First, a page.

I have decided to write a series of articles about the hardship that befalls families with special needs children. My aim is not to incite pity or misery in the reader and I found it hard to avoid whilst using the common terms to describe the reactions one may have in a special needs family.
Basically that was the background for my little pocket theory on HAR – Heightened Alertness Reaction. I found that the word “stress” and even more so “post traumatic stress disorder” tends to medicalize the reactions and even might have a negative ring to them. As many parents of disabled children might tell you, there is also a lot of love and joy in the parenting of these special kids and my wish was to describe the situation and acknowledge the hardship without bringing sickness and negativity to the debate.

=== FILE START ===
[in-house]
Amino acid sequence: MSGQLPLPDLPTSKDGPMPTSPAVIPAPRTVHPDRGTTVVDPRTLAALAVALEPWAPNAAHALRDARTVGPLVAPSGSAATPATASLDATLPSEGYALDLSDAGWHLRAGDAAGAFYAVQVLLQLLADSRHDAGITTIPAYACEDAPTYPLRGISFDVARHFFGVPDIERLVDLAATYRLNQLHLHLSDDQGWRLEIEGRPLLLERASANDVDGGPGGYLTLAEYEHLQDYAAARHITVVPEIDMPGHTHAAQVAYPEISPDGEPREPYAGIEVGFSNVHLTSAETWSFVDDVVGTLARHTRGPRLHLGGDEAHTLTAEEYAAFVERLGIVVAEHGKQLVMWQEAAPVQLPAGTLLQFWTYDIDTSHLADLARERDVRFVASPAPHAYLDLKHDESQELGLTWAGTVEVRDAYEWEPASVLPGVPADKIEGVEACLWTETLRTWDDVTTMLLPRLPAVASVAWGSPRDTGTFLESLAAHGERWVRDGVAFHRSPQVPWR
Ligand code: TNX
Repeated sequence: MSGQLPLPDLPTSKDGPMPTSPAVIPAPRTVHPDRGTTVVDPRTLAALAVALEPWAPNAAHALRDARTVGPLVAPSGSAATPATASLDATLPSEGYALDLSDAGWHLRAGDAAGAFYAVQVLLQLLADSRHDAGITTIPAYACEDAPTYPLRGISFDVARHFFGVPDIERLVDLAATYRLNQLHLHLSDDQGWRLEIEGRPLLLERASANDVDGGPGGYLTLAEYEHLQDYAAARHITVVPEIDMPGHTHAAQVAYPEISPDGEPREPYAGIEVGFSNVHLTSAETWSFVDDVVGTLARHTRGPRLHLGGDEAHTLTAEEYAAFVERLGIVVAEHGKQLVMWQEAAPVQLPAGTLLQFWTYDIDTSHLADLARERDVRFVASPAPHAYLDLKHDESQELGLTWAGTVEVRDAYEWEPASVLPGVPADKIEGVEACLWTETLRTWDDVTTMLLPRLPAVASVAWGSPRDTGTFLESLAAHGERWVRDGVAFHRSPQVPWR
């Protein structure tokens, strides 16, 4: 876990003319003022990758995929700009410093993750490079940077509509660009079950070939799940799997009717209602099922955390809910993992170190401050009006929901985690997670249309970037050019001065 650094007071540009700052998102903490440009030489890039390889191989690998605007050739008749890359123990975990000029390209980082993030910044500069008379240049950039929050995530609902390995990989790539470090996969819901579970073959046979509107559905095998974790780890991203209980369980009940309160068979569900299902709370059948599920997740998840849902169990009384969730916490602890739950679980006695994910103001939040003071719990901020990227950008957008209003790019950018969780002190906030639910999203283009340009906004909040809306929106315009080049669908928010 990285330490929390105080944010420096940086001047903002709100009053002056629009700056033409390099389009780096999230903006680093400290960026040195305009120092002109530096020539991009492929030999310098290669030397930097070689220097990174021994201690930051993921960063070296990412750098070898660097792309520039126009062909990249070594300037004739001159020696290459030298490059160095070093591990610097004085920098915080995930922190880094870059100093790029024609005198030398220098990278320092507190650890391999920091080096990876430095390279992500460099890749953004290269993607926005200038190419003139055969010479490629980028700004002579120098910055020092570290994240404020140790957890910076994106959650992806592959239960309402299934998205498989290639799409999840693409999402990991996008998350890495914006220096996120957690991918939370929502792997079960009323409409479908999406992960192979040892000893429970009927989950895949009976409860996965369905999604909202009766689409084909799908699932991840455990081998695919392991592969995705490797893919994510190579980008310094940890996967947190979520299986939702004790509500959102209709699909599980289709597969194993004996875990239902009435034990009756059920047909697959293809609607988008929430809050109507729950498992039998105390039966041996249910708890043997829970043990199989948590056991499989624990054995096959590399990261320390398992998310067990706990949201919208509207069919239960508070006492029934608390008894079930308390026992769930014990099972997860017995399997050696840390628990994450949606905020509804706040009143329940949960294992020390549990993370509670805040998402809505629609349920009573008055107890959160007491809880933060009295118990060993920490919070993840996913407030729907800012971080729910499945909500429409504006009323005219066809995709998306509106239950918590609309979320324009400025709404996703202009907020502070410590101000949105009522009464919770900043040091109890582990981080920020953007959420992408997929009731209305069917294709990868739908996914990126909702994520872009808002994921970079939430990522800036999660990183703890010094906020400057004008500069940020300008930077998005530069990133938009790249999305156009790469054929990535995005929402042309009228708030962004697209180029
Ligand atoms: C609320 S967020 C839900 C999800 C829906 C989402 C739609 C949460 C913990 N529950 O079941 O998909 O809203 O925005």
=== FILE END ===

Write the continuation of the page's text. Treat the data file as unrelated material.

Heightened Alertness Reaction (HAR) is exactly what it says. The state you are in after being on high alert for a length of time. It is by no means a new discovery and some might say that most women experience that after giving birth and being on alert for the first many months. It is not meant to be a medical term, but rather a frame of understanding for both members of the special needs family and the professionals that work with them in various aspects of life.
The difference between the “normal” situations of high alertness and the life, you lead as a special needs family is the duration of time, in which you need to be on alert and the lack of circumstance and support, that is usually given when a new mother etc. Also when talking about duration it is important to note that this duration is often unknown in a special needs family and as such you can experience years of limbo not unlike an indefinite custody without trial.